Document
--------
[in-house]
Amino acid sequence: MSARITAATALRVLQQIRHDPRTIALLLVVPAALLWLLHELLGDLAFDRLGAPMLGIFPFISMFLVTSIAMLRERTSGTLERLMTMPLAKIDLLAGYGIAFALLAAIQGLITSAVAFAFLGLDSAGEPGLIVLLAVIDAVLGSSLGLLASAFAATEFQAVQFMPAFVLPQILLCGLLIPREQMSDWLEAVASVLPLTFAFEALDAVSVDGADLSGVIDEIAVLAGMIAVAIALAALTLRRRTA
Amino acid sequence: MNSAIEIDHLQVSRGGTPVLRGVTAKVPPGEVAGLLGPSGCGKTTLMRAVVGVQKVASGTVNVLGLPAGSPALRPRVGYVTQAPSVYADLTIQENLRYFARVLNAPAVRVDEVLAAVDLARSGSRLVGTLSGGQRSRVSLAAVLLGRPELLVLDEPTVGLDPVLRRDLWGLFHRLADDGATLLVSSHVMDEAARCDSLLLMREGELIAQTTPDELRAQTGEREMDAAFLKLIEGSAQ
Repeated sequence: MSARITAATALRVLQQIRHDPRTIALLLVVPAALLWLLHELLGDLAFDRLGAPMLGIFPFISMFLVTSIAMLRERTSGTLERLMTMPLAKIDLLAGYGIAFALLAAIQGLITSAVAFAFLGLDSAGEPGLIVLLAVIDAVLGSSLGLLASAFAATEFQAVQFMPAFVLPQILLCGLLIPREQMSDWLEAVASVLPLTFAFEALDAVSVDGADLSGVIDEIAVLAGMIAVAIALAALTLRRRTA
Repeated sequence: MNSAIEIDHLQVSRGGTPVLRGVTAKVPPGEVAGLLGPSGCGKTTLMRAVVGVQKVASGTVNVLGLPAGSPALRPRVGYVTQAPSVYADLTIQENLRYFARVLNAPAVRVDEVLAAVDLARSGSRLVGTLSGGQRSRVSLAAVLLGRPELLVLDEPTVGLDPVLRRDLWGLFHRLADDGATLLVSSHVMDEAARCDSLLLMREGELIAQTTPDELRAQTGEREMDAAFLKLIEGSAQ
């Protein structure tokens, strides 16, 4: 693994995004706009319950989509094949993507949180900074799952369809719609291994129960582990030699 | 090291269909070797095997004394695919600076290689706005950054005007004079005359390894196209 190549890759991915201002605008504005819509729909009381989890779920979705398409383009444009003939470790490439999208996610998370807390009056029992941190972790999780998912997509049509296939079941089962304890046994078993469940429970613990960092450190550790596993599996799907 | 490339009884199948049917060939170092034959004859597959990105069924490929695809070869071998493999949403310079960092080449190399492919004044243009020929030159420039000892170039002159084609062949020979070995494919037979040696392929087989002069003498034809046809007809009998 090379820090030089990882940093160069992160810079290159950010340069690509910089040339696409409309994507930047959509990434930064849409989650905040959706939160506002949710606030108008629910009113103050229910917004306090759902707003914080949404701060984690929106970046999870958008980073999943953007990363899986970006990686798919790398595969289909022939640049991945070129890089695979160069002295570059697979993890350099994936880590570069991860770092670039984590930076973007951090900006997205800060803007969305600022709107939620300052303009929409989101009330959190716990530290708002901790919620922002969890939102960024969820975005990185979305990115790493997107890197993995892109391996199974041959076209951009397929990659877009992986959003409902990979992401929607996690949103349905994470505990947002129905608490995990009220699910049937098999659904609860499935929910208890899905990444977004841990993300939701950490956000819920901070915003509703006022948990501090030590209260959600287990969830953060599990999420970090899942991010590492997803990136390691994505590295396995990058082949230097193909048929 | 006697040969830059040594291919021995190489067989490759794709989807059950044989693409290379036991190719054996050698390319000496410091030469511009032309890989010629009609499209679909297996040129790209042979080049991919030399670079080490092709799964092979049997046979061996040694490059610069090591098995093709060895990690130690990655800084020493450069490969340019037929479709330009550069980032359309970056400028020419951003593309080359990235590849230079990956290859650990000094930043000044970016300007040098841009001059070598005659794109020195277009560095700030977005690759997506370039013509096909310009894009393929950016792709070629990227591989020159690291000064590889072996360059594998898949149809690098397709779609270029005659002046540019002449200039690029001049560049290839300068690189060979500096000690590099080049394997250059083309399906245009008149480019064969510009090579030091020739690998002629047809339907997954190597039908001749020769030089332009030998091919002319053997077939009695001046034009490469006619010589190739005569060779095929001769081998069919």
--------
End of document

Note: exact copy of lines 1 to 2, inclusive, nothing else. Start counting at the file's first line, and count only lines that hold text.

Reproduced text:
[in-house]
Amino acid sequence: MSARITAATALRVLQQIRHDPRTIALLLVVPAALLWLLHELLGDLAFDRLGAPMLGIFPFISMFLVTSIAMLRERTSGTLERLMTMPLAKIDLLAGYGIAFALLAAIQGLITSAVAFAFLGLDSAGEPGLIVLLAVIDAVLGSSLGLLASAFAATEFQAVQFMPAFVLPQILLCGLLIPREQMSDWLEAVASVLPLTFAFEALDAVSVDGADLSGVIDEIAVLAGMIAVAIALAALTLRRRTA